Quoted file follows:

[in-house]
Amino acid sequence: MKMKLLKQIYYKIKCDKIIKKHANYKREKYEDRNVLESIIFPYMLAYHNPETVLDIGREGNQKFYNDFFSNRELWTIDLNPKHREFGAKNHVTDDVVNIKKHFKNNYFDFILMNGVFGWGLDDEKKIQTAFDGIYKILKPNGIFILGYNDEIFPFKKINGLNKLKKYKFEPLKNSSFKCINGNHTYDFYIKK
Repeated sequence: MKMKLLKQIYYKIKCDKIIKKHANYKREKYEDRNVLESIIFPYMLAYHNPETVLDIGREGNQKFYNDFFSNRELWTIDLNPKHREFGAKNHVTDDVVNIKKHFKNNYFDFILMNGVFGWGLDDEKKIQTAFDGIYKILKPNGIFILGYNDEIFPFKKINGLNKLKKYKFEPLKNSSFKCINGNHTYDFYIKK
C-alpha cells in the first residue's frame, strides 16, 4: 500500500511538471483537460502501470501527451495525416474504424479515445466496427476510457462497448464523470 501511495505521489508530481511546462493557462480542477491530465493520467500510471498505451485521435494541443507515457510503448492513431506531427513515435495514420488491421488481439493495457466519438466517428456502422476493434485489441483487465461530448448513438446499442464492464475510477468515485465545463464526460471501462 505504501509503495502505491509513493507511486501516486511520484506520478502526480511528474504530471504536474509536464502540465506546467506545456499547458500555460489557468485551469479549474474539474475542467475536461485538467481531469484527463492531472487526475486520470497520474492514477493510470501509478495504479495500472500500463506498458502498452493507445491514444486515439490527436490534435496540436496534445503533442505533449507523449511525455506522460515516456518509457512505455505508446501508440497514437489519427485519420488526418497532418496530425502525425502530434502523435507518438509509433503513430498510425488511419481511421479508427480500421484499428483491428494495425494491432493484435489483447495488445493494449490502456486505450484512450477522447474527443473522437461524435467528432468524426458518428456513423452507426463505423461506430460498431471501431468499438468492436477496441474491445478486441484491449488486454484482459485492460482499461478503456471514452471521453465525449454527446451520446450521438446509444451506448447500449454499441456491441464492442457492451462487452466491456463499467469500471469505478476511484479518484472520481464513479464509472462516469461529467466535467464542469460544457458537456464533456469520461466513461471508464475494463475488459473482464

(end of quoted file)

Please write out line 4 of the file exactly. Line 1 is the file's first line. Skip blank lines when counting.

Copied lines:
C-alpha cells in the first residue's frame, strides 16, 4: 500500500511538471483537460502501470501527451495525416474504424479515445466496427476510457462497448464523470 501511495505521489508530481511546462493557462480542477491530465493520467500510471498505451485521435494541443507515457510503448492513431506531427513515435495514420488491421488481439493495457466519438466517428456502422476493434485489441483487465461530448448513438446499442464492464475510477468515485465545463464526460471501462 505504501509503495502505491509513493507511486501516486511520484506520478502526480511528474504530471504536474509536464502540465506546467506545456499547458500555460489557468485551469479549474474539474475542467475536461485538467481531469484527463492531472487526475486520470497520474492514477493510470501509478495504479495500472500500463506498458502498452493507445491514444486515439490527436490534435496540436496534445503533442505533449507523449511525455506522460515516456518509457512505455505508446501508440497514437489519427485519420488526418497532418496530425502525425502530434502523435507518438509509433503513430498510425488511419481511421479508427480500421484499428483491428494495425494491432493484435489483447495488445493494449490502456486505450484512450477522447474527443473522437461524435467528432468524426458518428456513423452507426463505423461506430460498431471501431468499438468492436477496441474491445478486441484491449488486454484482459485492460482499461478503456471514452471521453465525449454527446451520446450521438446509444451506448447500449454499441456491441464492442457492451462487452466491456463499467469500471469505478476511484479518484472520481464513479464509472462516469461529467466535467464542469460544457458537456464533456469520461466513461471508464475494463475488459473482464